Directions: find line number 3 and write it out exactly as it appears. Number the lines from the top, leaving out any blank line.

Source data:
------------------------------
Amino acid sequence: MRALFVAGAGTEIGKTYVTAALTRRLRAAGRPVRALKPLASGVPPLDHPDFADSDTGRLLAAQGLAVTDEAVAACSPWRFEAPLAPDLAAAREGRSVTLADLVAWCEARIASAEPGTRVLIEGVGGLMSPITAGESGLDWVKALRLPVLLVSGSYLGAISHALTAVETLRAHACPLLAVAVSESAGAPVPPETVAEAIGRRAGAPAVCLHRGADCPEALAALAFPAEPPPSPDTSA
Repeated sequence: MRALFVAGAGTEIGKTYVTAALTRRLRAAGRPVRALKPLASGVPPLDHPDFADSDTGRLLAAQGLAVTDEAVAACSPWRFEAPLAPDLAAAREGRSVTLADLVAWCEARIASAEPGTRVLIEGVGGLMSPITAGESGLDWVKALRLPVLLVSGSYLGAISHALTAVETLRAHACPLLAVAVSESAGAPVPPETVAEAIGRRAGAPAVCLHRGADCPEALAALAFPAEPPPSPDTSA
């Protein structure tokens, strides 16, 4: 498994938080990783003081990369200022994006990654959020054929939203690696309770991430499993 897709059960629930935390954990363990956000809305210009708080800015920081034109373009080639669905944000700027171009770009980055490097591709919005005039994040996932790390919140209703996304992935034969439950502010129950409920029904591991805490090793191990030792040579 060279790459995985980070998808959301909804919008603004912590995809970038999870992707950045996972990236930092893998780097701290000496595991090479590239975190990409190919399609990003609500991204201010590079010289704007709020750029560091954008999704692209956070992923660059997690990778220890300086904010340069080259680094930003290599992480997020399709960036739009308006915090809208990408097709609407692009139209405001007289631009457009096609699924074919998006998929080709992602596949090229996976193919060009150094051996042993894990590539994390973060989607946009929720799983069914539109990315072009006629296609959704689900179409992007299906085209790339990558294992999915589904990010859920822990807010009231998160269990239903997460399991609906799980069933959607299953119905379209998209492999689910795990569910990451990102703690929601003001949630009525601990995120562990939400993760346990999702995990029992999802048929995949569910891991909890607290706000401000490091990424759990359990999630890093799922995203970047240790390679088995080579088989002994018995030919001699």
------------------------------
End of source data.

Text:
């Protein structure tokens, strides 16, 4: 498994938080990783003081990369200022994006990654959020054929939203690696309770991430499993 897709059960629930935390954990363990956000809305210009708080800015920081034109373009080639669905944000700027171009770009980055490097591709919005005039994040996932790390919140209703996304992935034969439950502010129950409920029904591991805490090793191990030792040579 060279790459995985980070998808959301909804919008603004912590995809970038999870992707950045996972990236930092893998780097701290000496595991090479590239975190990409190919399609990003609500991204201010590079010289704007709020750029560091954008999704692209956070992923660059997690990778220890300086904010340069080259680094930003290599992480997020399709960036739009308006915090809208990408097709609407692009139209405001007289631009457009096609699924074919998006998929080709992602596949090229996976193919060009150094051996042993894990590539994390973060989607946009929720799983069914539109990315072009006629296609959704689900179409992007299906085209790339990558294992999915589904990010859920822990807010009231998160269990239903997460399991609906799980069933959607299953119905379209998209492999689910795990569910990451990102703690929601003001949630009525601990995120562990939400993760346990999702995990029992999802048929995949569910891991909890607290706000401000490091990424759990359990999630890093799922995203970047240790390679088995080579088989002994018995030919001699």